“Inflation Rate Spikes in May-July”

By Nan Lwin 24 August 2018

YANGON — Myanmar’s inflation rates rose at the fastest pace in recent years during the three months from May to July this year due to the depreciation of the kyat against the US dollar, according to a monthly report by the Myanmar Statistical Information Service (MSIS), a department under the planning and finance ministry.

The MSIS report said year-on-year inflation accelerated to 7.56 percent from 5.90 percent during the three-month period.

The inflation rate for 2017 had been stable throughout, remaining between 3.40 and 4.45 percent. However, the 2018 year-on-year inflation rate increased in May to 5.90 percent, 6.45 percent in June and 7.56 percent in July.

Year-on-Year CPI inflation is computed as the change in the Consumer Price Index (CPI) for a given month compared with the same month of the preceding year in percentage terms.

The report said the inflation rate rose dramatically as a result of the dollar hitting a record high against the depreciating kyat, which affected imported products and also raised fuel and transportation costs. Since May, the value of the kyat has declined substantially.

Between April and May this year, the inflation rate was 0.17 percent, while between May and June it rose to 0.29 percent and from June to July, 0.44 percent.

The core inflation rate, which excludes the cost of food, non-alcoholic beverages and fuels, is also higher compared to last year. May saw an increase of 5.05 percent over the same month last year, 5.64 percent in June and 5.14 percent in July. The core inflation rate stayed within 3.40 and 4.11 percent for the duration of 2017.

The Consumer Price Index (CPI), which measures the average change over time in the price of a basket of consumer goods and services, has also significantly increased.

The CPI is usually calculated by examining prices across eight major consumer categories including food and beverages, housing, clothing, transportation, medical care, recreation, education and communication.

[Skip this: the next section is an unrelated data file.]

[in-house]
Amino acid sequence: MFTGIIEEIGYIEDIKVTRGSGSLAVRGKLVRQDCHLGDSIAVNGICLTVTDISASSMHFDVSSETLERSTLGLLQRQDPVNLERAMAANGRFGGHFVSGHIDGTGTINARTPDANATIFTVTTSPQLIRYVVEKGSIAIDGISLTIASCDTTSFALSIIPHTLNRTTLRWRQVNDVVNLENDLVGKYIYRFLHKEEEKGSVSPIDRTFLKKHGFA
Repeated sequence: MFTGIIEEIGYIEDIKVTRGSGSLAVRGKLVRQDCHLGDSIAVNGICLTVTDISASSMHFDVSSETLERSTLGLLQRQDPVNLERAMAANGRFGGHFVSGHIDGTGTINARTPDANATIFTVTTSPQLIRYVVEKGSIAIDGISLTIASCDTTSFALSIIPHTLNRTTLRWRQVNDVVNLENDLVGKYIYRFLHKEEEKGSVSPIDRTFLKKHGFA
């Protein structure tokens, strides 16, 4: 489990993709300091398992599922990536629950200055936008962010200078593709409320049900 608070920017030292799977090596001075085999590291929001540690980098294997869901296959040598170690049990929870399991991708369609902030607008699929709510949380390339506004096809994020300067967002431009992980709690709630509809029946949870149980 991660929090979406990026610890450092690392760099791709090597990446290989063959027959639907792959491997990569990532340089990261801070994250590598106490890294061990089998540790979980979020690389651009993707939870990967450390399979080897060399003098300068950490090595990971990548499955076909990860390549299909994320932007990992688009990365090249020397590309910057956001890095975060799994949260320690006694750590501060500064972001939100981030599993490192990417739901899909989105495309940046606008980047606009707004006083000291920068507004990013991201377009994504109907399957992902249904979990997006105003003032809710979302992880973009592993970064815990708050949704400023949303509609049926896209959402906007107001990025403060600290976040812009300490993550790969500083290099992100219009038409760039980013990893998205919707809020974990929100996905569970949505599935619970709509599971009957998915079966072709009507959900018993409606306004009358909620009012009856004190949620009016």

The CPI showed an increase between July and June this year at the following rates: food and non-alcoholic beverages increased by 1.59 percent; tobacco and alcoholic beverages increased by 3.37 percent; furnishings, household equipment and routine household maintenance by 0.58 percent; health by 0.33 percent; transport by 1 percent; recreation and culture by 0.18 percent; education by 0.12 percent and other non-food by 0.50 percent.

The overall CPI index increased by 7.56 percent compared to July 2017. Specifically, prices in the food and non-alcoholic beverages sector increased by 7.59 percent; tobacco and alcoholic beverages by 11.93 percent; clothing by 11.83 percent; furnishings, household equipment and routine household maintenance by 3.81 percent; residence lease and household equipment by 8.16 percent; health by 5.18 percent; transport by 11.75 percent; recreation and culture by 2.02 percent; and education by 6.80 percent.

The MSIS report said rice prices have been higher in 2018 due to floods, which have destroyed paddy fields and roads across the country. Moreover, the exchange rate instability has made fuel costs higher and as a result transportation costs have also risen in the country. MSIS suggested that the government contain the fluctuation of foreign exchange rates in order to reduce inflation rates.

In July 2018, the highest inflation among the 14 states and regions in Myanmar hit Mandalay with a 9.93 percent increase, followed by Rakhine State at 8.87 percent and Irrawaddy Region at 6.22 percent respectively. MSIS did not mention the reason for the differences between the states and regions.

(Photo: MSIS)